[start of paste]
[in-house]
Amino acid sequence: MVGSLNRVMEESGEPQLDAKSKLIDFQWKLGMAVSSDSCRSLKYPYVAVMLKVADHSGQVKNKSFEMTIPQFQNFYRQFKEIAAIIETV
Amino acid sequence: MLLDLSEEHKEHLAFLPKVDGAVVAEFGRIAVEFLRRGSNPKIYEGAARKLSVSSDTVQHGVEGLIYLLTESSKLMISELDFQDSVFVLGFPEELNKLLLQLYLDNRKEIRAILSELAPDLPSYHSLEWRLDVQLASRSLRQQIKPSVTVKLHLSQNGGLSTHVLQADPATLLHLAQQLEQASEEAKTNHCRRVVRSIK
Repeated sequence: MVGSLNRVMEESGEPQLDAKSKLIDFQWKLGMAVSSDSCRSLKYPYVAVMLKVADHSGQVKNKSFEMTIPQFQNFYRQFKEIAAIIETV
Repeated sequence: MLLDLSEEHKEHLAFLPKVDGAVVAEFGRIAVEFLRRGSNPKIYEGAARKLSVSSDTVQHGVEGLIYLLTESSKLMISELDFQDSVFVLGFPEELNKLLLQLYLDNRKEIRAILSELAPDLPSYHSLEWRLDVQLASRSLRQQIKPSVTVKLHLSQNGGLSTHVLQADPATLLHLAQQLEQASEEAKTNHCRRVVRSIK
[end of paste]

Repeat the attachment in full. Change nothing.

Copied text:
[in-house]
Amino acid sequence: MVGSLNRVMEESGEPQLDAKSKLIDFQWKLGMAVSSDSCRSLKYPYVAVMLKVADHSGQVKNKSFEMTIPQFQNFYRQFKEIAAIIETV
Amino acid sequence: MLLDLSEEHKEHLAFLPKVDGAVVAEFGRIAVEFLRRGSNPKIYEGAARKLSVSSDTVQHGVEGLIYLLTESSKLMISELDFQDSVFVLGFPEELNKLLLQLYLDNRKEIRAILSELAPDLPSYHSLEWRLDVQLASRSLRQQIKPSVTVKLHLSQNGGLSTHVLQADPATLLHLAQQLEQASEEAKTNHCRRVVRSIK
Repeated sequence: MVGSLNRVMEESGEPQLDAKSKLIDFQWKLGMAVSSDSCRSLKYPYVAVMLKVADHSGQVKNKSFEMTIPQFQNFYRQFKEIAAIIETV
Repeated sequence: MLLDLSEEHKEHLAFLPKVDGAVVAEFGRIAVEFLRRGSNPKIYEGAARKLSVSSDTVQHGVEGLIYLLTESSKLMISELDFQDSVFVLGFPEELNKLLLQLYLDNRKEIRAILSELAPDLPSYHSLEWRLDVQLASRSLRQQIKPSVTVKLHLSQNGGLSTHVLQADPATLLHLAQQLEQASEEAKTNHCRRVVRSIK